Catherine van der Meulen: What are the benefits to an organisation of practicing mindfulness?
Kate Mathers: In brief: (1) optimal human functioning, (2) significant reductions in stress, (3) enhanced attention and focus, (4) significant increases in resilience and wellbeing, (5) wiser decision-making, and (6) a kinder, more compassionate, culture where people are more connected and actually care about each other.
There is a substantial body of scientific research over the last three decades showing that mindfulness plays a critical role in optimal human functioning. Importantly, the research has proven repeatedly that mindfulness is a skill that can be trained and learned, and what the research also shows is that people undertaking mindfulness training show improved self-awareness, and in self-regulation of emotions and behaviour – so not reacting from automatic pilot and jumping straight into stress reactivity.
Research also shows improvements in attentional control and focus, and in levels of emotional intelligence; it also reveals significantly improved levels of resilience. All these proven benefits from mindfulness training results in people being more productive, more efficient, less stressed, more innovative, more engaged, more resilient, healthier and happier. It’s becoming clear that companies using mindfulness training as a competitive advantage are not only creating kinder cultures but are also reaping rewards. All good news for the retail sector.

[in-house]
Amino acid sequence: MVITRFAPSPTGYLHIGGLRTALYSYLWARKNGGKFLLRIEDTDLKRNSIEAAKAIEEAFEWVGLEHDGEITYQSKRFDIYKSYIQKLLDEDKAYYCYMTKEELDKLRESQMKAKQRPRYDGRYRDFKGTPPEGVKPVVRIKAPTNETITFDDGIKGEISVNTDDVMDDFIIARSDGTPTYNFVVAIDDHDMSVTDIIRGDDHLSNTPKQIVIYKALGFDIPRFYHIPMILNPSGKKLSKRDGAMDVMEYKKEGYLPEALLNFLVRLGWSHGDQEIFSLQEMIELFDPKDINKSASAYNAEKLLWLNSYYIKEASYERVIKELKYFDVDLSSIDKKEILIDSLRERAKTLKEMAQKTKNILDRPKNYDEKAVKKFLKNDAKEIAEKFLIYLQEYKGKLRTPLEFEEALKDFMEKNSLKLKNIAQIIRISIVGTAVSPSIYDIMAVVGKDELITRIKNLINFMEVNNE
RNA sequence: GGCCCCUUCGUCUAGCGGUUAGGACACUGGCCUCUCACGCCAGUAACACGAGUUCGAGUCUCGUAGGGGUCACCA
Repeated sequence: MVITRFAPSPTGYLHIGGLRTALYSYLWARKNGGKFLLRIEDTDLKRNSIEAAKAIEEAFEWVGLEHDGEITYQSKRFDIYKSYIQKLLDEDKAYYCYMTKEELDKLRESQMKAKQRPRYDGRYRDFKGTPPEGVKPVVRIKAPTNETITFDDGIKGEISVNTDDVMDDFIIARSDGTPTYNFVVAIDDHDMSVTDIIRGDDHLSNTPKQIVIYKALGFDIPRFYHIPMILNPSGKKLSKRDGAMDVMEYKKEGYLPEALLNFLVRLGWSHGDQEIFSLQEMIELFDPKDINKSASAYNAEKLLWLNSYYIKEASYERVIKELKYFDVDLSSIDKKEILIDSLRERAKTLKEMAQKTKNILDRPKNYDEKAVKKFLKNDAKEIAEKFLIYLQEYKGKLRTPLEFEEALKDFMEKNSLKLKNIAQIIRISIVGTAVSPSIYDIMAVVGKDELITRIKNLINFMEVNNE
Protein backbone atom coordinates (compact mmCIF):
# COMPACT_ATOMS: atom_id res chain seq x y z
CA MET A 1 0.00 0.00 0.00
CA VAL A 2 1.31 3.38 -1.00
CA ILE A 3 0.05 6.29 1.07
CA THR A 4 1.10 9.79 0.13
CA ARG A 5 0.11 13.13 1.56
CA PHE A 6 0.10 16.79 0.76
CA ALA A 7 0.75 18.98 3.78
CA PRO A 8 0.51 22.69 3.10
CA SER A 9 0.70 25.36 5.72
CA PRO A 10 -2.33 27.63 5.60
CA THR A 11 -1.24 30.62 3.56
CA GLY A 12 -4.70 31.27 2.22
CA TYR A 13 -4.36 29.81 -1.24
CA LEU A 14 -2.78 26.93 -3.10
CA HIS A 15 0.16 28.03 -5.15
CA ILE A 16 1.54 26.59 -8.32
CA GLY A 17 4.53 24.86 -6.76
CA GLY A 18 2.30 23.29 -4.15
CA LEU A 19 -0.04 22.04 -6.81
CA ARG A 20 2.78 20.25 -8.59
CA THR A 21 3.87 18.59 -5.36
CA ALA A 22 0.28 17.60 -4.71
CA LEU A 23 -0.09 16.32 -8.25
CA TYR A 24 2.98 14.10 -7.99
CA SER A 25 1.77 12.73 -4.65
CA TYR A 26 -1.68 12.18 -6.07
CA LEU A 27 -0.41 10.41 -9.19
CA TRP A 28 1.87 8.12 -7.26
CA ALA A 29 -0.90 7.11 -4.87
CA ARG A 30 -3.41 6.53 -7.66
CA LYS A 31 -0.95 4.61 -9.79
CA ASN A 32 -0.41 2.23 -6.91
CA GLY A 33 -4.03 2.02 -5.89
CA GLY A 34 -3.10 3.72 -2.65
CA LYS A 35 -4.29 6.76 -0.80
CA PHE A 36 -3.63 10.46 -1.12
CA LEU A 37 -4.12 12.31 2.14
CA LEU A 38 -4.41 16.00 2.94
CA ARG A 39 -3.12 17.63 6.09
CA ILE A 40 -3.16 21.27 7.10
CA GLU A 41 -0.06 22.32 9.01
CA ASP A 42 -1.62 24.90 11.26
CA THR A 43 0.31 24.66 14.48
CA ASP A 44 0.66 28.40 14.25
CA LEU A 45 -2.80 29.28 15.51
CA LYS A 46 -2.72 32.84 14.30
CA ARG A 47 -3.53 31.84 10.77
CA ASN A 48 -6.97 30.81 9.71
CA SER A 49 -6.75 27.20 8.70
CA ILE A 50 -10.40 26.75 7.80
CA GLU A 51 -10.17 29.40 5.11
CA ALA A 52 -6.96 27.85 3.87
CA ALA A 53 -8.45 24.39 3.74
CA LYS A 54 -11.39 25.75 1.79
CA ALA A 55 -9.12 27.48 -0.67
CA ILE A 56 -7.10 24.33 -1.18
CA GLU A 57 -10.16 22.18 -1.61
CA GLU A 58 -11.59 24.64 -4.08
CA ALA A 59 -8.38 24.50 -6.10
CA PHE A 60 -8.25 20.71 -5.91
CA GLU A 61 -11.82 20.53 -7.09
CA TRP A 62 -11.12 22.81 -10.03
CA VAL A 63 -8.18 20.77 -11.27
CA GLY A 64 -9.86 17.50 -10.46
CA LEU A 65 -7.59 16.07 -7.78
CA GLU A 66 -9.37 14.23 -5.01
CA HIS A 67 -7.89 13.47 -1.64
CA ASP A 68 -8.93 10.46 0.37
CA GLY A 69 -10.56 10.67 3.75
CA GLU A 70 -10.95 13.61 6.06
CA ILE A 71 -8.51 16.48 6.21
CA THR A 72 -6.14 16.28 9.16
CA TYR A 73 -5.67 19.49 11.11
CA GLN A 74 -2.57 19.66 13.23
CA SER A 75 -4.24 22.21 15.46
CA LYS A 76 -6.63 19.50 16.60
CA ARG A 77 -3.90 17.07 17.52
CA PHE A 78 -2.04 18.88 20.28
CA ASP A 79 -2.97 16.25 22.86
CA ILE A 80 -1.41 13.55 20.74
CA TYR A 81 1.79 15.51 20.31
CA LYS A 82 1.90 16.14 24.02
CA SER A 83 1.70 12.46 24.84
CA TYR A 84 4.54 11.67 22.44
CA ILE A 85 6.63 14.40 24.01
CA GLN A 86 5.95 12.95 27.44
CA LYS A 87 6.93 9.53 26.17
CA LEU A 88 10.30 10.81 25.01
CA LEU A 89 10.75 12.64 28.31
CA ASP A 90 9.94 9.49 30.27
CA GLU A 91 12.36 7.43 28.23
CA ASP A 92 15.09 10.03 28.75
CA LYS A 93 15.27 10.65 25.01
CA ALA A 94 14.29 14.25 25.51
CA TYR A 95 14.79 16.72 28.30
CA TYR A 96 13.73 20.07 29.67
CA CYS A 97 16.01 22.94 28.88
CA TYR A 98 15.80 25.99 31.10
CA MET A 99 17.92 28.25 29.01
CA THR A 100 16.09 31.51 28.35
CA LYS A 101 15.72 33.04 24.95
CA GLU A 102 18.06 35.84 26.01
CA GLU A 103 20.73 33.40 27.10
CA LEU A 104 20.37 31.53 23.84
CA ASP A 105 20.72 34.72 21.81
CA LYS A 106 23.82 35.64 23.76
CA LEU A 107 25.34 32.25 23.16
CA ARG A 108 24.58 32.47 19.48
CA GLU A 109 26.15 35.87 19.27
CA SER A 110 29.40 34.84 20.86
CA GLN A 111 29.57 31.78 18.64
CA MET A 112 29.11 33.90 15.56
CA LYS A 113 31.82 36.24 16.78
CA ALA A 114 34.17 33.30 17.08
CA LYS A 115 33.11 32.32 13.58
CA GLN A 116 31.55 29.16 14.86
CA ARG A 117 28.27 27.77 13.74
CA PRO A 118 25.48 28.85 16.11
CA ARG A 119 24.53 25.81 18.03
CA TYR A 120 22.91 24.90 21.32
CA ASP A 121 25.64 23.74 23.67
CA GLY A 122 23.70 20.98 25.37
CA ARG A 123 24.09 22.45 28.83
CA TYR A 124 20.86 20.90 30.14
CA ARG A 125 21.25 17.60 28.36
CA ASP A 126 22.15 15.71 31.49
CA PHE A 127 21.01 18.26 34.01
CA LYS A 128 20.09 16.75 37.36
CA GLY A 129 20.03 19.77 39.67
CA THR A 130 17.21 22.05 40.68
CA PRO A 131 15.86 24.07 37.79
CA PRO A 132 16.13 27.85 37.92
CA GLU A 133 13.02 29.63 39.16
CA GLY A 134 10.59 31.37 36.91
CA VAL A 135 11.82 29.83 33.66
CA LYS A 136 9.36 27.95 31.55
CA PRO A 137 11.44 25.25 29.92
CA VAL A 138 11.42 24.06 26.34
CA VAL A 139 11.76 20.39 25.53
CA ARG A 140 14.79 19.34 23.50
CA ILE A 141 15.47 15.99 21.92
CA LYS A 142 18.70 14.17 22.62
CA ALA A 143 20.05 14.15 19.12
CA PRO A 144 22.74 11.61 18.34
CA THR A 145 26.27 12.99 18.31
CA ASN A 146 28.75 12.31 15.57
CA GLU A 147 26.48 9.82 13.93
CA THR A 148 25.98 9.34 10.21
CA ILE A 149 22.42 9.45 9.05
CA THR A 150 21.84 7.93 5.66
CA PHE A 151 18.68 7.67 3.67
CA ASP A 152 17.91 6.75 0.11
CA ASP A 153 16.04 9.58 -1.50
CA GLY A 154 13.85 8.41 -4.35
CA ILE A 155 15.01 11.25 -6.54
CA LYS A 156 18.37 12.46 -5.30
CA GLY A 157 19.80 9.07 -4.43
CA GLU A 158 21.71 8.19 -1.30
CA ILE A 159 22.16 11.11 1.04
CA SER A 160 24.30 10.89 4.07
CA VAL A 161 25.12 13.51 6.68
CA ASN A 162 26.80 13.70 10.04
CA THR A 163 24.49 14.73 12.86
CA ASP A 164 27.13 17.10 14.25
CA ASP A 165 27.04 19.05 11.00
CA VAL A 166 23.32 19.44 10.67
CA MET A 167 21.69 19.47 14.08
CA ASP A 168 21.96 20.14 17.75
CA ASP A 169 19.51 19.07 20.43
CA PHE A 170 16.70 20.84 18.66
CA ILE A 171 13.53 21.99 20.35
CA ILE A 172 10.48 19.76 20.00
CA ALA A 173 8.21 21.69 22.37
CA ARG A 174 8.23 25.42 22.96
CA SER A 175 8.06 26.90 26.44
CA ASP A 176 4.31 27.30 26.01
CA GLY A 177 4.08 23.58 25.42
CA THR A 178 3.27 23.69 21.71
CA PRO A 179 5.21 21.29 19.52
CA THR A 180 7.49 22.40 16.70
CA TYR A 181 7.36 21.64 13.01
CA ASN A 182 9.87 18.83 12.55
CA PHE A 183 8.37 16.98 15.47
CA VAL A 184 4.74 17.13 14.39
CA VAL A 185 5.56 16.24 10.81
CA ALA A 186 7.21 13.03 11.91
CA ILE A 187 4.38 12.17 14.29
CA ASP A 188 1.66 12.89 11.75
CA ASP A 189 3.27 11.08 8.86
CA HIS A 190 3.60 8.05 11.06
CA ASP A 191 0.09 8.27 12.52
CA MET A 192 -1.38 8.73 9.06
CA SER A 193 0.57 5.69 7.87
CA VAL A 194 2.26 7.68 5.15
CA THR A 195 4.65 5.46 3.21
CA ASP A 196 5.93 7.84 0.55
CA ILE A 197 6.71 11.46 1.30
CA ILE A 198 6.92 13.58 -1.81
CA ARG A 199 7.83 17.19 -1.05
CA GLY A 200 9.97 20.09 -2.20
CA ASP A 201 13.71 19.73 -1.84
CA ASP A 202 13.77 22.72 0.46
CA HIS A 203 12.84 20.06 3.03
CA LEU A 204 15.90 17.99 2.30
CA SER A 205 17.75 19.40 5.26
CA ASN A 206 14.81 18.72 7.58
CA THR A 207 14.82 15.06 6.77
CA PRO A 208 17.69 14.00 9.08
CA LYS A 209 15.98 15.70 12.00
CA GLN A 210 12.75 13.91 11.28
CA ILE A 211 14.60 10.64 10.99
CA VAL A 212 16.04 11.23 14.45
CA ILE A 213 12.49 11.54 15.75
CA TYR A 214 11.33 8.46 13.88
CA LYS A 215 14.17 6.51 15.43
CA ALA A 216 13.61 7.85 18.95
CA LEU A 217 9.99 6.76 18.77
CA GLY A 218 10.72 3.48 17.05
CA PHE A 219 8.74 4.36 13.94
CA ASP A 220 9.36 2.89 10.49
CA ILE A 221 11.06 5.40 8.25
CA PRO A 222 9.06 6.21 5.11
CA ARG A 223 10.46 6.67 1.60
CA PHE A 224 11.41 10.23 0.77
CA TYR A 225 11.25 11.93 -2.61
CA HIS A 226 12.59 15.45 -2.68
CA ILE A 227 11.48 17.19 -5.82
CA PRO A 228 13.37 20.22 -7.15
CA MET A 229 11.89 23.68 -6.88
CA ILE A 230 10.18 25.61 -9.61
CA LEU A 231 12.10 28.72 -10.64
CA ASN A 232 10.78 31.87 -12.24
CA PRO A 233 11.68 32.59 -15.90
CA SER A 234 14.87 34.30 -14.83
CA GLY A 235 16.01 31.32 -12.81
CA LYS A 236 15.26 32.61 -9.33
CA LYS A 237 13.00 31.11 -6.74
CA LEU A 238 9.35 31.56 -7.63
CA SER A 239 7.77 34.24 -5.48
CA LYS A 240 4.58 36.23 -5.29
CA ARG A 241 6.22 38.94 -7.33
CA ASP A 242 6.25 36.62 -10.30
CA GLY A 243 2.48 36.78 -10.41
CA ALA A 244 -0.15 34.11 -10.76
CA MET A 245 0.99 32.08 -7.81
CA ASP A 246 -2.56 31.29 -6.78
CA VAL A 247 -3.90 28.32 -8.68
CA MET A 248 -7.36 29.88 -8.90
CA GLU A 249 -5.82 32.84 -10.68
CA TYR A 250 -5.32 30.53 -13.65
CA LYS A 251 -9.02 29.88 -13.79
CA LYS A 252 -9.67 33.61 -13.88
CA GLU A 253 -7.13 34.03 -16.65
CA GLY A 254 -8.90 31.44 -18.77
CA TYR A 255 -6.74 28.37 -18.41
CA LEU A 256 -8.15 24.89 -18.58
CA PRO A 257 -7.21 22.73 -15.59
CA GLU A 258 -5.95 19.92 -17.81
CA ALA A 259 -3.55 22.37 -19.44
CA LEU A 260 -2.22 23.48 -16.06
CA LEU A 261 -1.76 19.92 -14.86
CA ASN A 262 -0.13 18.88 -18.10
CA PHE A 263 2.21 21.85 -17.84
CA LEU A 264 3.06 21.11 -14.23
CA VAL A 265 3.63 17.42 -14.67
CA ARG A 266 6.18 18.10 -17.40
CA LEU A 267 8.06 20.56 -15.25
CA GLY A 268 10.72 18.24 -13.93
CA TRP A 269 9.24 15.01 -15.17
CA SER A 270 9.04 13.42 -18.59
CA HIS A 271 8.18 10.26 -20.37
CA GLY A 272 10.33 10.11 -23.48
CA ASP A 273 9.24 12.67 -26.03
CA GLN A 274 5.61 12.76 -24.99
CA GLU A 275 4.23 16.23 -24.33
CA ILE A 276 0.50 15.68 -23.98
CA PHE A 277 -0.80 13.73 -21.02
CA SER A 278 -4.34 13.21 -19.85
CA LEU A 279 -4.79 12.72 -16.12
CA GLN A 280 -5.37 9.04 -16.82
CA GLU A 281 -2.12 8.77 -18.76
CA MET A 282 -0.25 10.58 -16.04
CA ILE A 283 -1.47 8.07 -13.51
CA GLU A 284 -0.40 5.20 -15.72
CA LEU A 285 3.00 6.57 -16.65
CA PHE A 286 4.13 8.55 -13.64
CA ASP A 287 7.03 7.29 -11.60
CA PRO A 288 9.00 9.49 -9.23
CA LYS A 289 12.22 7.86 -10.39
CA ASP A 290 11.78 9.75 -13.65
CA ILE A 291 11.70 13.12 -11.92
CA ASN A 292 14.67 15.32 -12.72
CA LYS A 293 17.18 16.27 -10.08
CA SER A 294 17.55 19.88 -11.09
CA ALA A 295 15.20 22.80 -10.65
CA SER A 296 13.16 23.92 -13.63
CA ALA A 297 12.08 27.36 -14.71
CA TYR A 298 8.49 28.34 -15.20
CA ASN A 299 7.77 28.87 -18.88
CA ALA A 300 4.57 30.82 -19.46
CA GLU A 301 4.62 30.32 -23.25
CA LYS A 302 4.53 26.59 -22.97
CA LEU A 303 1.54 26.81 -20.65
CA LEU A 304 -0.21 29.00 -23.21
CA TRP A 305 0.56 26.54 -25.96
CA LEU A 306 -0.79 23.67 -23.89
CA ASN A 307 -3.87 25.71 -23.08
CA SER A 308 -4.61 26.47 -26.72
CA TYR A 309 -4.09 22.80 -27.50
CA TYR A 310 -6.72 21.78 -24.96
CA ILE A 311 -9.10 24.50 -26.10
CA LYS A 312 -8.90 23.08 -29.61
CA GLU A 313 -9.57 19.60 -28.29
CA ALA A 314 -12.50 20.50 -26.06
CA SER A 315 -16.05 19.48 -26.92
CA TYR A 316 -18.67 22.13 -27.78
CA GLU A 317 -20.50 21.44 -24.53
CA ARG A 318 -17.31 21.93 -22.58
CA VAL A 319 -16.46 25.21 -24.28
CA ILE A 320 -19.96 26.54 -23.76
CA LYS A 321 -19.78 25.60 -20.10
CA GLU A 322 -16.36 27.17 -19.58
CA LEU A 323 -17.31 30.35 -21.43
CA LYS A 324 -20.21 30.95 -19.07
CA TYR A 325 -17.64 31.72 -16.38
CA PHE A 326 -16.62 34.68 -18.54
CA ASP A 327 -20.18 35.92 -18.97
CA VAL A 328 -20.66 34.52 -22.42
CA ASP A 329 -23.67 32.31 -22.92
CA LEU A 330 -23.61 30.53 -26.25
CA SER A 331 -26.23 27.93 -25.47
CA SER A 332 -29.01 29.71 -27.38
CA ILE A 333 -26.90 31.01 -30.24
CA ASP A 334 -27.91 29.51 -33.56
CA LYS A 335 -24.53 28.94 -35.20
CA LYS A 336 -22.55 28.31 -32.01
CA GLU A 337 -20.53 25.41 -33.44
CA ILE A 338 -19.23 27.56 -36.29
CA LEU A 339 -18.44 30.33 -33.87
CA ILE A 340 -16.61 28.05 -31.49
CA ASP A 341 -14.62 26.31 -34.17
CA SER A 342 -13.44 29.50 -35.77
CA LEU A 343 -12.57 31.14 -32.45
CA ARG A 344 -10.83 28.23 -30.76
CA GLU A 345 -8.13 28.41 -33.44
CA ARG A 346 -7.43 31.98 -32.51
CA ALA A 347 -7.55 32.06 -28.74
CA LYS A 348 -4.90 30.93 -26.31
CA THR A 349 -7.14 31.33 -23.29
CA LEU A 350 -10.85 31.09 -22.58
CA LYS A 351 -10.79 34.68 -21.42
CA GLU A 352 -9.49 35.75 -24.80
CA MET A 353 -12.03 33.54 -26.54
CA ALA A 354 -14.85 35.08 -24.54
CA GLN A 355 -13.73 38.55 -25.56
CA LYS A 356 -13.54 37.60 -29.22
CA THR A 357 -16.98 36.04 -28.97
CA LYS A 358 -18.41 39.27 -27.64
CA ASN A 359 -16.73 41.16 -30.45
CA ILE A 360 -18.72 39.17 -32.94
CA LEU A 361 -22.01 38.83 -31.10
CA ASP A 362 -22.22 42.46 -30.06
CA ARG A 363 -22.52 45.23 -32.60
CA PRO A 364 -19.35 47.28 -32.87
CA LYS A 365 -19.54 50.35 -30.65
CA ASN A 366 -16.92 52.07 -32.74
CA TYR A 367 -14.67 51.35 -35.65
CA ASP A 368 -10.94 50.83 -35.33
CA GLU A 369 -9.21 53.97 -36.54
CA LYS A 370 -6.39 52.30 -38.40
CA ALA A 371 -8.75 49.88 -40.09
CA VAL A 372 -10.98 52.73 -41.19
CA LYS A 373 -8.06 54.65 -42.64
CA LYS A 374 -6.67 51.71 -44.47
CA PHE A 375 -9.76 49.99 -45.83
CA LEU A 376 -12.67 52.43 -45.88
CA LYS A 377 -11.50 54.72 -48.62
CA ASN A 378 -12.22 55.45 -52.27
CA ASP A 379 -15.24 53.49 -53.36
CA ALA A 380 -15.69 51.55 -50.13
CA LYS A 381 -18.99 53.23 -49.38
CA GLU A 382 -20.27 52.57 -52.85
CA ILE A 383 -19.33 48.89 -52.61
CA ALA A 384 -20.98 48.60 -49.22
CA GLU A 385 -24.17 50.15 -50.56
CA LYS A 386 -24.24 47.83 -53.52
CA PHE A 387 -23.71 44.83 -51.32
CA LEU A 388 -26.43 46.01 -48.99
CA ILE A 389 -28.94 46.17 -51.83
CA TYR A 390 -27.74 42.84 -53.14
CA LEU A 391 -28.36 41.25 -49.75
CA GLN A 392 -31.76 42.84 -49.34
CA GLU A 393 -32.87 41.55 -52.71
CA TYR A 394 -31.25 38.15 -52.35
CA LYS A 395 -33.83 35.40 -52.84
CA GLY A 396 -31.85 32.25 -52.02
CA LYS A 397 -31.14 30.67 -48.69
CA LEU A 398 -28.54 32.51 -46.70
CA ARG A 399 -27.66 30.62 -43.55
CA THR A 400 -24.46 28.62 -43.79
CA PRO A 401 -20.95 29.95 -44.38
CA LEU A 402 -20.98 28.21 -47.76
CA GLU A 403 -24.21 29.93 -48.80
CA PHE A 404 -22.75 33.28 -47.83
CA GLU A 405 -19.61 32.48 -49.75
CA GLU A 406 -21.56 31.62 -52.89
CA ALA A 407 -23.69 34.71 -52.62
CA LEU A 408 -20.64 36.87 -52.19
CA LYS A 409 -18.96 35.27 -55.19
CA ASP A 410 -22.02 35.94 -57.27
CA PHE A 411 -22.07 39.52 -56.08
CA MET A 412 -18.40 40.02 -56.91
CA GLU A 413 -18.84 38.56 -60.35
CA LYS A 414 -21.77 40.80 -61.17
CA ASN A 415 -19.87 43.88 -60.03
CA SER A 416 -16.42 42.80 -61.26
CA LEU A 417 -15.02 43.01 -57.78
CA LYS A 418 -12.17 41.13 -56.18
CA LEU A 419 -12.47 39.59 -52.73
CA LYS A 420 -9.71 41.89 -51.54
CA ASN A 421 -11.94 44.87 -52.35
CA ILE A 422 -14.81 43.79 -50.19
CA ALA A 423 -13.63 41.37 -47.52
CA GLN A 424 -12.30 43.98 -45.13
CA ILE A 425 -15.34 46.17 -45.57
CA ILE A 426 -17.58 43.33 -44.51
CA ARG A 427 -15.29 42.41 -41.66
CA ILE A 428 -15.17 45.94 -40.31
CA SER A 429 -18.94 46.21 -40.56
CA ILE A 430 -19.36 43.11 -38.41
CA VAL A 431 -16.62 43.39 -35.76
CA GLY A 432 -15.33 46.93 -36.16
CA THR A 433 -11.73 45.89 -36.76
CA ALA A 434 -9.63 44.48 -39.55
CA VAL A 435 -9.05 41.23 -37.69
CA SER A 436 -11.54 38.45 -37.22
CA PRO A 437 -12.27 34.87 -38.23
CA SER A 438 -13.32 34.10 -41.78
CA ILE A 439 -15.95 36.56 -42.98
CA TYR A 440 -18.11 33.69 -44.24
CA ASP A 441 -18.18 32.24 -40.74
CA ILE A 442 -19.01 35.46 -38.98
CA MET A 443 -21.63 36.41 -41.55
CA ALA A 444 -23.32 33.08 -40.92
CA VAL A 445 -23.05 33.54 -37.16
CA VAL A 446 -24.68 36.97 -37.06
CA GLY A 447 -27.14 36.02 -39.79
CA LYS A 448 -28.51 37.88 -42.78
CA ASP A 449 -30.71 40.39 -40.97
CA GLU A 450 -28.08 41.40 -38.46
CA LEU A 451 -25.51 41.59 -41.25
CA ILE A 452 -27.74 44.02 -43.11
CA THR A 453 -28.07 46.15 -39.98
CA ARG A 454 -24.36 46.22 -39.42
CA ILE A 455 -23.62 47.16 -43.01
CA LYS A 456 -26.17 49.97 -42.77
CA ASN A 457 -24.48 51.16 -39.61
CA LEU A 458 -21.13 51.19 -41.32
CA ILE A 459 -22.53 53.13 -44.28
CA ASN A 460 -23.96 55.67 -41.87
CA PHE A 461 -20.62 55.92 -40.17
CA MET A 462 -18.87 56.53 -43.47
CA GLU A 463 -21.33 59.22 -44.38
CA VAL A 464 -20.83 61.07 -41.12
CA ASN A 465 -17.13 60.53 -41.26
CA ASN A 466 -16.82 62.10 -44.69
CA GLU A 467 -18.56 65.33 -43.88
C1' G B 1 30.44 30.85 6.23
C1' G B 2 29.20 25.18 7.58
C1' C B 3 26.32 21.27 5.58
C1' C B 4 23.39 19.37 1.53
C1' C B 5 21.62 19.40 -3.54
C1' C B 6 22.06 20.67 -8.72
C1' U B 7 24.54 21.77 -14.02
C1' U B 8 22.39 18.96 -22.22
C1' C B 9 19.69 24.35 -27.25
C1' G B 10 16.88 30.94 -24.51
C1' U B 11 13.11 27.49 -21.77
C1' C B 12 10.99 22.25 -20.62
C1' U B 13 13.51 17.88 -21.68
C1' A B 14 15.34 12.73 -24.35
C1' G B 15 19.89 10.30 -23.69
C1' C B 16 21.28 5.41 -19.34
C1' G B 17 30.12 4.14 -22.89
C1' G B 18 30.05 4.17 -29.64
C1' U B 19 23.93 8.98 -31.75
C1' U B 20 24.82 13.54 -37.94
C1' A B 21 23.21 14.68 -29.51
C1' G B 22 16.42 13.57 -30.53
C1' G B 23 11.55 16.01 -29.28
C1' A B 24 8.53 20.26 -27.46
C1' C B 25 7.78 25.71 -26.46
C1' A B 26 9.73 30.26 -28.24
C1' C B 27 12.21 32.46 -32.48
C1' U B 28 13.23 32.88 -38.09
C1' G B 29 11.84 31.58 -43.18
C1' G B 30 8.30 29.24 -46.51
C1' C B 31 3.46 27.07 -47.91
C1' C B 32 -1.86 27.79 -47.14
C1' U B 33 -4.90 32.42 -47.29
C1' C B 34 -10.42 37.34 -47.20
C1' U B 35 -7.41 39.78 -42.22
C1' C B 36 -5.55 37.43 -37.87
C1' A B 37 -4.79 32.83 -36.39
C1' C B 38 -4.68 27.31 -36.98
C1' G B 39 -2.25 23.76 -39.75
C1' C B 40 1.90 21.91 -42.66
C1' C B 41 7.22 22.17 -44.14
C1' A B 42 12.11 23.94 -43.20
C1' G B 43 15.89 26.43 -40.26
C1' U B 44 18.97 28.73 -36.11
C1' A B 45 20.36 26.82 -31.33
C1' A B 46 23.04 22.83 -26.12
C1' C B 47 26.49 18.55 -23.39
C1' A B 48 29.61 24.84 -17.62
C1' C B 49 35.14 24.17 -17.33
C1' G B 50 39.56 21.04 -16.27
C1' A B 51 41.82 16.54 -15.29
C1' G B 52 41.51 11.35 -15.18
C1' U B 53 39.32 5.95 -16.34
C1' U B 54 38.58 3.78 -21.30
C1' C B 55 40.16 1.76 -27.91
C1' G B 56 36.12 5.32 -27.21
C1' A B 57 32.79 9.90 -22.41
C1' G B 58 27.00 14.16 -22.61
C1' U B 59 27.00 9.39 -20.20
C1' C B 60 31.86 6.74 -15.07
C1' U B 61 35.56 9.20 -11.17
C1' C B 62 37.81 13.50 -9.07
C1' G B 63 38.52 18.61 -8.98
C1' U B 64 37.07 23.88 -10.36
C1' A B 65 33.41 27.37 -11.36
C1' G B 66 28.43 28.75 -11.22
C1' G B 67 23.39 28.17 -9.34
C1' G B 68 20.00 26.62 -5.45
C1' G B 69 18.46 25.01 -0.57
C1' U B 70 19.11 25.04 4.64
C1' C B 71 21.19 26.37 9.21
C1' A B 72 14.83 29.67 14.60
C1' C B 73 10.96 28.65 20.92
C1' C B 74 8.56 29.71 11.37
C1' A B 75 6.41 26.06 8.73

Catherine van der Meulen: We are seeing the state of stress around the globe, what is stress really costing organisations?
Kate Mathers: It’s a sobering fact that here in Australia, 79 per cent of employees are disengaged, leading to lower productivity, innovation and wellbeing (Source: Gallup, 2013). In 2014, stress and mental illness cost Australian business $20 billion annually in lost productivity and labour participation (Mentally Healthy Workplace Alliance). Almost 50 per cent of Australians rated issues in the workplace as a source of stress in 2014 (Australian Psychological Society).
To sustain employee engagement, you must manage workplace stress. Regarding engagement and stress, it’s a fact that too often, leaders at all levels overlook the workplace stressors that undermine engagement and make it difficult for people to continue to work effectively.
How often have you felt as though you were in information overload, with too many windows open, too many programs running? With overloaded circuits, we operate on automatic pilot, not really present. We can feel as though we have a zoo in our heads, and we are catapulted into stress.
Mindfulness training helps people address some of that and gives us some tools through which we can begin to manage ourselves better, see things more clearly, and make wiser decisions – including leaving our current workplace and looking for something new, if that is the wisest decision!
Find out more from Kate Mathers about how mindfulness can reduce stress and create high-performance working environments at Inside Retail Academy’s Leadership Seminar: Inspiring People & Brands.
The one day workshop will take place in Melbourne on October 13 at The Sheraton Melbourne, 27 Little Collins Street, and in Sydney on October 15, at Sydney Sheraton on the Park, 161 Elizabeth Street. Click here for more information.